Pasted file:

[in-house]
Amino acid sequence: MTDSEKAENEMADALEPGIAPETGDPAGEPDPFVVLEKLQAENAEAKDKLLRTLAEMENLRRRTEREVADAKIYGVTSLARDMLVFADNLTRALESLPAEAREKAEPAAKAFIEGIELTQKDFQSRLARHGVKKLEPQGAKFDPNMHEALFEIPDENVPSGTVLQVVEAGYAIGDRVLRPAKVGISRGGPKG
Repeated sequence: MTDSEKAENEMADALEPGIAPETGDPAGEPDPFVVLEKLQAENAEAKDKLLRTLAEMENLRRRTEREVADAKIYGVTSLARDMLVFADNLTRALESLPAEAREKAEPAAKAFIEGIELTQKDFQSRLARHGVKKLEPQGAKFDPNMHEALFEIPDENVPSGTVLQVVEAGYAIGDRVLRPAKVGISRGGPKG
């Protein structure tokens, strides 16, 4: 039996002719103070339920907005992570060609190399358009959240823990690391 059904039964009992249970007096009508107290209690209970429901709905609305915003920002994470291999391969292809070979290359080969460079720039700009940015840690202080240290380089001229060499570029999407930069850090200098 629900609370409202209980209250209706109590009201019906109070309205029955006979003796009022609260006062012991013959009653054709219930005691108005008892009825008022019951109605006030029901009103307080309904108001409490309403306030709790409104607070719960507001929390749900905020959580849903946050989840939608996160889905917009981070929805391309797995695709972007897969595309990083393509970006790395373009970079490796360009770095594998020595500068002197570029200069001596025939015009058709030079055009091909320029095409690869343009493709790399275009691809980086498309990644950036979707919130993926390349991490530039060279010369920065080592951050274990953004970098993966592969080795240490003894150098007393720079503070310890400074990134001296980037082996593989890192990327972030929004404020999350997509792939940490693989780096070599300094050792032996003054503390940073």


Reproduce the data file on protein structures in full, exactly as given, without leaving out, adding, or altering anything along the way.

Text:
[in-house]
Amino acid sequence: MTDSEKAENEMADALEPGIAPETGDPAGEPDPFVVLEKLQAENAEAKDKLLRTLAEMENLRRRTEREVADAKIYGVTSLARDMLVFADNLTRALESLPAEAREKAEPAAKAFIEGIELTQKDFQSRLARHGVKKLEPQGAKFDPNMHEALFEIPDENVPSGTVLQVVEAGYAIGDRVLRPAKVGISRGGPKG
Repeated sequence: MTDSEKAENEMADALEPGIAPETGDPAGEPDPFVVLEKLQAENAEAKDKLLRTLAEMENLRRRTEREVADAKIYGVTSLARDMLVFADNLTRALESLPAEAREKAEPAAKAFIEGIELTQKDFQSRLARHGVKKLEPQGAKFDPNMHEALFEIPDENVPSGTVLQVVEAGYAIGDRVLRPAKVGISRGGPKG
């Protein structure tokens, strides 16, 4: 039996002719103070339920907005992570060609190399358009959240823990690391 059904039964009992249970007096009508107290209690209970429901709905609305915003920002994470291999391969292809070979290359080969460079720039700009940015840690202080240290380089001229060499570029999407930069850090200098 629900609370409202209980209250209706109590009201019906109070309205029955006979003796009022609260006062012991013959009653054709219930005691108005008892009825008022019951109605006030029901009103307080309904108001409490309403306030709790409104607070719960507001929390749900905020959580849903946050989840939608996160889905917009981070929805391309797995695709972007897969595309990083393509970006790395373009970079490796360009770095594998020595500068002197570029200069001596025939015009058709030079055009091909320029095409690869343009493709790399275009691809980086498309990644950036979707919130993926390349991490530039060279010369920065080592951050274990953004970098993966592969080795240490003894150098007393720079503070310890400074990134001296980037082996593989890192990327972030929004404020999350997509792939940490693989780096070599300094050792032996003054503390940073």